You can also purchase readymade backgrounds that are printed to look like whitewashed wood, stone etc. I use these for a lot of product photography, they are widely available from many suppliers (search for photo boards, small photo backgrounds) and great for food photography and small products like mugs but not for jewellery or very small items.
My smallest photo board is 40cm x 40cm so it doesn’t fit into my light tent and that in itself rules them out for jewellery but they are also not printed to be shot very close up and you can see the print even on the most expensive boards if getting too close. Photo boards can be used in natural daylight or with a studio light setup. The teddybear shot above was shot with a Canon 70D and a small studio setup.
Tip! With backgrounds keep it simple, you don’t want to overwhelm the product. Often a clean shot on a white background is perfect for showing off the item, especially if the aim is to sell.
I don’t mean props in the way you may think, personally I don’t like to see jewellery (or very small items) propped that much. Maybe the odd stone or branch to create the angle you need but more than that is often distracting!
If you are shooting small products like handbags, shoes, picture frames, mugs, pots, etc. then you really don’t need a lot of props for the clean product shots. You might want to consider doing a range of styled shots, mugs with drinks in or a handbag being held and also clean background product shots as well.
For very small products the kind of props I mean are used to actually prop the product up to give you the best angle for your shot.
Or sticky tack as it’s also known. Blue Tack is the one I have to hand at every photoshoot I do. I have the white version but that can be softer, so I’ve found the stiffer blue works better for me.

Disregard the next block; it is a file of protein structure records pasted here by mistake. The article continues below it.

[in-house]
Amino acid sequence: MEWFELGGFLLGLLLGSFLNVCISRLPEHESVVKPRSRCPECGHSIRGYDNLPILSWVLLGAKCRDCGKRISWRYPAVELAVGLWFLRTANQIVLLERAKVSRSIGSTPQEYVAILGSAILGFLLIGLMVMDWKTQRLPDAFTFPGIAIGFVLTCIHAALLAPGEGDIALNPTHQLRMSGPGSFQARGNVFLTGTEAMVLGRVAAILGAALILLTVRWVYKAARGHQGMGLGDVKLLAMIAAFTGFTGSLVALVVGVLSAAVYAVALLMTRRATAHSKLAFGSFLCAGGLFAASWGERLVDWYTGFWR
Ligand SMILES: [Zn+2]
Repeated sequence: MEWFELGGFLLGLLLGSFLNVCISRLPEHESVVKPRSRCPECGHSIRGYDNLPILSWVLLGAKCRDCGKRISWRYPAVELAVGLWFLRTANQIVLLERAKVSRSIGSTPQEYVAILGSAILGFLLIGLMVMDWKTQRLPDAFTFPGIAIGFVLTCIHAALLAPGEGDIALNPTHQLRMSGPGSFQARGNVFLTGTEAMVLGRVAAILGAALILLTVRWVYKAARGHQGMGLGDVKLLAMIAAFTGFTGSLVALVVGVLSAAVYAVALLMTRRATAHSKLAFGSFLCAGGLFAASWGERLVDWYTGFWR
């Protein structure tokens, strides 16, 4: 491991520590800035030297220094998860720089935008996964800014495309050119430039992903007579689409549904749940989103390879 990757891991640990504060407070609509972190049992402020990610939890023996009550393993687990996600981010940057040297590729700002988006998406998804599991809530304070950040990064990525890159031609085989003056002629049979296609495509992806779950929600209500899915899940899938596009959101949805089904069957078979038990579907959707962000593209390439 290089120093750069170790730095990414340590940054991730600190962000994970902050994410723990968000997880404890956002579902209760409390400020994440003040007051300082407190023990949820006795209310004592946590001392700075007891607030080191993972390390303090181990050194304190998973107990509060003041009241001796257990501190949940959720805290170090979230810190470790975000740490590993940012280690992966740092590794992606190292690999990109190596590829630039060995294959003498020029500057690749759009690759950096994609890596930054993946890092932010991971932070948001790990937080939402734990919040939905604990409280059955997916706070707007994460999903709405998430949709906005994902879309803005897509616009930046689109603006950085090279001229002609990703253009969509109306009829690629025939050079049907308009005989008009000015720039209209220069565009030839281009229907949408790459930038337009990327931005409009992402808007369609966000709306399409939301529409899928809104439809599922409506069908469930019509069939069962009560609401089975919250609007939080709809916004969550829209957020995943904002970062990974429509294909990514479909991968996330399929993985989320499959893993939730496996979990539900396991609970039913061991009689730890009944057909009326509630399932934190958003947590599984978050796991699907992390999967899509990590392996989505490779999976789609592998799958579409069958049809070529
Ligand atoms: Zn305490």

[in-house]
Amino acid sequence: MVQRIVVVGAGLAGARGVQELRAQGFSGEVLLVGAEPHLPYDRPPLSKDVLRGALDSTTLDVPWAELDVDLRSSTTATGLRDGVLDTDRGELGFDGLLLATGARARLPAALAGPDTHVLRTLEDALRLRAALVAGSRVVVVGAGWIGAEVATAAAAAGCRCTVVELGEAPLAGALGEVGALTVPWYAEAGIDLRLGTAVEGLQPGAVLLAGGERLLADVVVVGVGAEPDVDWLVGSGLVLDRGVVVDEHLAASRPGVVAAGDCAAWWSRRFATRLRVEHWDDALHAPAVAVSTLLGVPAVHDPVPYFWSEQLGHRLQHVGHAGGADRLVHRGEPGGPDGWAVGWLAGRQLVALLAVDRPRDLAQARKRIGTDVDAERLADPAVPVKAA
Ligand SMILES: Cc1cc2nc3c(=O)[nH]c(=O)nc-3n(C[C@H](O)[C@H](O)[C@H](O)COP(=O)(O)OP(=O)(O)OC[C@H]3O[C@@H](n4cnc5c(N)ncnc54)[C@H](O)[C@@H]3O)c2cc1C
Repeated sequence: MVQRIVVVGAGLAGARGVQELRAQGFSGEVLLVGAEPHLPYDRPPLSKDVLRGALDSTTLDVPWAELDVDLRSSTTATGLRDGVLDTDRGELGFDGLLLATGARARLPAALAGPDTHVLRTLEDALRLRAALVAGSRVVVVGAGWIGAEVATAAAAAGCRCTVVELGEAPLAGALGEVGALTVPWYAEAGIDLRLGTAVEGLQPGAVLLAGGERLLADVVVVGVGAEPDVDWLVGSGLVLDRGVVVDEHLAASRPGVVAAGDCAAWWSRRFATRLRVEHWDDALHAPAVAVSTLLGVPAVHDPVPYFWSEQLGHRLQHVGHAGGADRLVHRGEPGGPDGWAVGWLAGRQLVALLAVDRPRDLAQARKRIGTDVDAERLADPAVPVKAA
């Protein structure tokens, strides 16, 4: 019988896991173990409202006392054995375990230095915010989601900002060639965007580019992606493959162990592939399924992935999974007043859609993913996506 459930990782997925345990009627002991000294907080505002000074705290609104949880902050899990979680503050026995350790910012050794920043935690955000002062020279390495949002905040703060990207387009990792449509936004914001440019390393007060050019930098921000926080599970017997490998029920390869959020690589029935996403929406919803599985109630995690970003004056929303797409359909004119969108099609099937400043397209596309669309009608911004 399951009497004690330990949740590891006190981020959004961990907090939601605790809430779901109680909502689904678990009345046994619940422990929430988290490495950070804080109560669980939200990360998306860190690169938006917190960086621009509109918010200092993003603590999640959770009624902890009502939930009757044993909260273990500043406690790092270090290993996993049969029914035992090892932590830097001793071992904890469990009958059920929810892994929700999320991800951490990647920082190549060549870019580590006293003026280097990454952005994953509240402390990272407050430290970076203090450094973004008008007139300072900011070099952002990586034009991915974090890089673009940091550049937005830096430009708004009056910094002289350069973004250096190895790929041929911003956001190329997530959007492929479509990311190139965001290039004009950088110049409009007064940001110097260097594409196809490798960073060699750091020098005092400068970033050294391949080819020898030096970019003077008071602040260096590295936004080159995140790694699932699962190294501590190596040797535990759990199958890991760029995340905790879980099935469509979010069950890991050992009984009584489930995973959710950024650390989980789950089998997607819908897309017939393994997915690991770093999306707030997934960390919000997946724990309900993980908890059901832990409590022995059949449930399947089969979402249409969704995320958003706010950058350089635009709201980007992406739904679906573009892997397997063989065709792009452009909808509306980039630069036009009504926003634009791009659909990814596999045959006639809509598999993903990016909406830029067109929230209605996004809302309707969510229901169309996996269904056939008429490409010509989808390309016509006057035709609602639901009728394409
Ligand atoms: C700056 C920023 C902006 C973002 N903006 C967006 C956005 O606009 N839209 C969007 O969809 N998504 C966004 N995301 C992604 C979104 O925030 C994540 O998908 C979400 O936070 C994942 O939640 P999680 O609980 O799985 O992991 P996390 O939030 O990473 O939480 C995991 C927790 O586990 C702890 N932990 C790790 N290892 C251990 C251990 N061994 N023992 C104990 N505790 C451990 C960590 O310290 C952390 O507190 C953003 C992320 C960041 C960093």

Tack is the perfect substance to use as an invisible prop for products that are flat when laid down. Take a small ball and place it on the back of the item to give the piece a slight angle. This one slight change gives your piece more three-dimensionality and lifts it off the background creating a subtle shadow.
Tip! I also use Blue Tack to hold chains or ties out of the way if they keep slipping around.
Decorative sand / stones
This is the stuff you can buy in containers to put in candle holders as surface decoration. I bought mine from Ikea about 10 years ago and I still use the same pot of sand or stones today. I have white sand and black stones which both work well.
In my photo examples you can see how I’ve poured the stones onto a piece of paper (makes it easy to get the sand back in the container!) and used it to prop the jewellery up. This gives a subtle texture to the background whilst not distracting your eye from the piece.
Tip! The Ikea one is called Kulort so if you fancy this then keep an eye on eBay!
Anyone who’s heard any of my photography talks will already know what I’m talking about! It’s a kitchen foil reflector. I make these in all shapes and sizes from cardboard boxes and kitchen foil.
They work better if you slightly crumple the foil first then cover the cardboard. If you need them to stand up you can use the corner of a box or as you can see in one of these photos I’ve used recycled electrical wire as a stand.
Also have a dark board to hand (cardboard covered in matt black paper). I often use one of my small vinyl backgrounds if I’m shooting a very shiny silver piece, adding shadow works in the same way as adding light (reflection) to a dark patinated piece.
Tip! Don’t underestimate what reflection can do for you! Try reflection even if you don’t think it’ll help.